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    Developing simple hardware devices controlled by the ATMEGA32-16PU microcontroller.
Project 1: Blinking LED
Spring 2016
Project one uses polling methods, driven by an external 8 MHz oscillation crystal, to blink an LED while the push-button is actively pressed. Power is provided by a standard 9V battery connected to a 5V regulator. The ATMEGA32-16PU micro-controller is programmed using Atmel's ICE ISE programmer using C code.
Project 2: Digital Clock
Project two focuses on the use of a 16x2 LCD and 16-Button Keypad. This digital clock & calender combination uses interrupt driven methods to ensure accurate time processing. The 9V battery power supply was switched out for a constant USB power source. The clock operates at one-hundredth of a second. The calender updates accordingly as the clock rolls over to a new day, and also accounts for the day differences during a leap-year. LCD and Keypad drivers were also developed according to specification & datasheet requirements.
Project 3: Music-Note Player
Project three adds a speaker to implement a music-note player. Using a wavelength's period, wait-duration is calculated to pulse the signal at different speeds, producing a particular frequency. Pulse-width modulation is used to adjust the sound's volume. The keypad can cycle through multiple songs as well as change the songs tempo and volume. The player produces the standardized notes ranging from C-1 <-> B9. The player also calculates the duration of a beat given the BPM setting which allows for varied note duration (whole, half, quater, etc). 
Songs are a custom typedef consisting of an array of notes & duration pairs.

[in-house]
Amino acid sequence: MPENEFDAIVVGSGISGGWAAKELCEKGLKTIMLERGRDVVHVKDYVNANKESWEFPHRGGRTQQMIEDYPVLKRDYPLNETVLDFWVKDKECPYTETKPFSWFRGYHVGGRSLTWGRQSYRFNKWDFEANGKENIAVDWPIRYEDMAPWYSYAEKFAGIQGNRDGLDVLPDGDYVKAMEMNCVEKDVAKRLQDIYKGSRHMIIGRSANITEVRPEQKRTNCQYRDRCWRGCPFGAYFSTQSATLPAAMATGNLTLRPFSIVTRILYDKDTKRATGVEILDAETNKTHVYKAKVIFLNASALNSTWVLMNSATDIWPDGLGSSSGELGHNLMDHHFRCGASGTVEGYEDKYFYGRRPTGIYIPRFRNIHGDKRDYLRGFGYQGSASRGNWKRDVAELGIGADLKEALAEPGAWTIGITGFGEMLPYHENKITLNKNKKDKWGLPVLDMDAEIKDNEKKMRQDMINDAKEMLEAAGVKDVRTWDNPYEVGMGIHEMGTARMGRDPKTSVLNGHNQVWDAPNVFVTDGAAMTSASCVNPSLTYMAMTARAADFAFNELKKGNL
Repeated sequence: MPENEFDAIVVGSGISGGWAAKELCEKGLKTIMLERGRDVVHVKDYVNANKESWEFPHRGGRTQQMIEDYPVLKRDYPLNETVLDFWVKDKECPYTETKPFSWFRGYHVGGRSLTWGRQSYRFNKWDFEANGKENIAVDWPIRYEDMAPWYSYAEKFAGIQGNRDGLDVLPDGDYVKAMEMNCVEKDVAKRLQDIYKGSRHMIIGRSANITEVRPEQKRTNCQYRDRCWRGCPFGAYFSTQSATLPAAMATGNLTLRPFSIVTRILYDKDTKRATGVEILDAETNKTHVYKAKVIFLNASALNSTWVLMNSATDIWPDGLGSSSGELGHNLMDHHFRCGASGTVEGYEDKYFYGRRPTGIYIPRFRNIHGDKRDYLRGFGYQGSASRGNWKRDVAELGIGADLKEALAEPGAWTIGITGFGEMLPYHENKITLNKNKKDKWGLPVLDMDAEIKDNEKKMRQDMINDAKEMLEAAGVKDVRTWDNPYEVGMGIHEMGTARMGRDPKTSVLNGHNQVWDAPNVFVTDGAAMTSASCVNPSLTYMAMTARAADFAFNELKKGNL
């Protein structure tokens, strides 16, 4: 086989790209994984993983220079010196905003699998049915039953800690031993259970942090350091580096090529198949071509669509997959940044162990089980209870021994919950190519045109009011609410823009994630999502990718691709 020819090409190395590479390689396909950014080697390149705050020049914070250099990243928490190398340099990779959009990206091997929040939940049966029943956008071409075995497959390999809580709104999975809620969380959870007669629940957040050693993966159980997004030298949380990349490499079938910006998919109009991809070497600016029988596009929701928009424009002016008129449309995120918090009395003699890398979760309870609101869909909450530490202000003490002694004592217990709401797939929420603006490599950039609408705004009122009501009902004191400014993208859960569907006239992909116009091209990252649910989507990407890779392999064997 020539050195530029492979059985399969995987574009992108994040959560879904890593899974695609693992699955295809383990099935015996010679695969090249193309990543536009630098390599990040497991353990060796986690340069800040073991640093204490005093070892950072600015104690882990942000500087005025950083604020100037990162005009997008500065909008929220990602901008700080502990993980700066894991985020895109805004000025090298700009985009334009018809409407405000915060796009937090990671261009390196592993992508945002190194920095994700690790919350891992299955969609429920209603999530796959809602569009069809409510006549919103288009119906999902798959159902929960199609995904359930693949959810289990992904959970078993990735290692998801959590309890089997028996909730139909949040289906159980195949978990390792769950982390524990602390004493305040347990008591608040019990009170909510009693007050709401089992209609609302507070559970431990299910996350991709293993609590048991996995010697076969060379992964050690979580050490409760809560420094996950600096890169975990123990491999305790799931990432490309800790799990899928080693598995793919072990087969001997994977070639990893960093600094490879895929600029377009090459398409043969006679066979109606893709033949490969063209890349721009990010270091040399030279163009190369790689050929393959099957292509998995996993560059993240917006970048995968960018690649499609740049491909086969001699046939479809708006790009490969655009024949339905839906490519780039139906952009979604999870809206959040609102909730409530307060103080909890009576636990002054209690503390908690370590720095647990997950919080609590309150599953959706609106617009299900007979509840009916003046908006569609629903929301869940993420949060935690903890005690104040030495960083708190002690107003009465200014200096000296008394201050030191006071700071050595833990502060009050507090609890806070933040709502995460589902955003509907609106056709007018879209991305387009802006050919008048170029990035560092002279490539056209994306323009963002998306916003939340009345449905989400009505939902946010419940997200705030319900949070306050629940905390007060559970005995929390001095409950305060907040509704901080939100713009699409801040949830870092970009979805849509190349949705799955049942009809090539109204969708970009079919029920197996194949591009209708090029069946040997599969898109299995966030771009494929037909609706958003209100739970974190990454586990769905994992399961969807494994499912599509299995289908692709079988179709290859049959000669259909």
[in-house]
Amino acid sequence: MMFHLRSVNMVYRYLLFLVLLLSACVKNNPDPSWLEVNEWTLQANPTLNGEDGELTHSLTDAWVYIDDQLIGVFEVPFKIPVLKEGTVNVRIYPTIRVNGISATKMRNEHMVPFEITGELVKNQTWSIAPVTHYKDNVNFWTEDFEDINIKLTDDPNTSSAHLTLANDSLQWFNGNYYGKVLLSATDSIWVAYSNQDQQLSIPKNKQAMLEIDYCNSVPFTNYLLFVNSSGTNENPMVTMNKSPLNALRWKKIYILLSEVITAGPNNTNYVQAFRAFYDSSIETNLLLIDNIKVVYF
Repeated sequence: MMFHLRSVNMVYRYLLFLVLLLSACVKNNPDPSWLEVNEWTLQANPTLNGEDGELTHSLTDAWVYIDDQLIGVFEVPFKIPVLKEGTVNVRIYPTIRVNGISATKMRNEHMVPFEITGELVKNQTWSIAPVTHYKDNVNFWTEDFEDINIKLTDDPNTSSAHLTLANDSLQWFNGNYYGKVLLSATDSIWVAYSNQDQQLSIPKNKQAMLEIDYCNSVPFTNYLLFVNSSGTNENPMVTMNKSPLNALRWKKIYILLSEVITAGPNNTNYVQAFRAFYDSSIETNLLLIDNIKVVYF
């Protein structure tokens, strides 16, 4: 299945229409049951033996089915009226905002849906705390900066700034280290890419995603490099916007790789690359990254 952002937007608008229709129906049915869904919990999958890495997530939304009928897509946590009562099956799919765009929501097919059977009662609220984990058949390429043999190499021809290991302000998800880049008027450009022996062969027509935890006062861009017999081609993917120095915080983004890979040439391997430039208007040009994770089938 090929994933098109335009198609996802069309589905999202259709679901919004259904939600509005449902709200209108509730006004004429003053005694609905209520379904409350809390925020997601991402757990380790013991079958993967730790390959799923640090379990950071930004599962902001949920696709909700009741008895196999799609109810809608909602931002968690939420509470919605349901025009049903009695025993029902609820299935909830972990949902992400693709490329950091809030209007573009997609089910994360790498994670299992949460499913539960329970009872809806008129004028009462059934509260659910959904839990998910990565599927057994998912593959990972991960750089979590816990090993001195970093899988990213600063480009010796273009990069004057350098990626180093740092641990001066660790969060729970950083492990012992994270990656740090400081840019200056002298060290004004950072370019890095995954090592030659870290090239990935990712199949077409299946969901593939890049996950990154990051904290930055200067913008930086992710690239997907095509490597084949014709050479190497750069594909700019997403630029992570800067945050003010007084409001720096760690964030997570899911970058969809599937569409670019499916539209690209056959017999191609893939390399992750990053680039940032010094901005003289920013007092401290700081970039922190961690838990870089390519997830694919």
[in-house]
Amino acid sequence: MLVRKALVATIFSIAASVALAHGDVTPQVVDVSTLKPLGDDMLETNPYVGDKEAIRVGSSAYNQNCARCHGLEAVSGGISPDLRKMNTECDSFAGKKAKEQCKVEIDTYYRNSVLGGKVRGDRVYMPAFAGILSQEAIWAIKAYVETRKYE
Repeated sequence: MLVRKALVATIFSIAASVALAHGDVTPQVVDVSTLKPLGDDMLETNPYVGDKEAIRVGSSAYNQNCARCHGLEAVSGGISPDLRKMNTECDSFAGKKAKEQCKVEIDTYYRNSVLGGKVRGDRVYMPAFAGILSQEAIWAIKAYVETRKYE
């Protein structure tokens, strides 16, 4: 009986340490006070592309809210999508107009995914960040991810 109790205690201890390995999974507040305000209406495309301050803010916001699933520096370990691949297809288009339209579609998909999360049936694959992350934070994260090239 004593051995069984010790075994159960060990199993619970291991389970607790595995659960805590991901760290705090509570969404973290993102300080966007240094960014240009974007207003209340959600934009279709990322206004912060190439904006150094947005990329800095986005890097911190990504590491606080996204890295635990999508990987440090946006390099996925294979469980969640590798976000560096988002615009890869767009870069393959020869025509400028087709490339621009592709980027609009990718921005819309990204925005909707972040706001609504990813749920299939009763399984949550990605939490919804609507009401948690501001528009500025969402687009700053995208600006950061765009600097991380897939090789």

Project 4: Volt Meter
Project four consisted of using the ATMEGA32 analog-to-digital converter feature offered on the micro-controller's DDRA pins. Hardware and drivers were reconfigured to free up the DDRA pin-set. I also re-soldered the LCD pins since they were an eye-sore. :) The program uses interrupt methods to control 2 dynamic intervals; one for LCD refresh rate and the other for probe-read rate. The LCD tracks the current reading, average reading, max reading, and min reading. The Keypad offers a stop/reset and start button. The clear LED provides a physical re-assurance of the probes state and rate. A multi-position probe test circuit was also developed to easily test 0V, 1V, 2V, 3V, 4V, and 5V as shown in the schematic.
Project 5: Mimic Mania Memory Game
Project five consists of operating the LCD, keypad, speaker, and game controls concurrently. The board's hardware was reconfigured to make room for a more permanent / flexable USB power supply and interactive push-buttons / LEDs used for the game's interaction. The game features four speeds controlled by a beats per minute (bpm) tempo. There is a 100 level max, after which a special victory song is played instead of the more common triple beep failure indicator. The game also uses the microcontroller's EEPROM to store the highscore and a random seed to prevent data loss and repeat sequences after power off.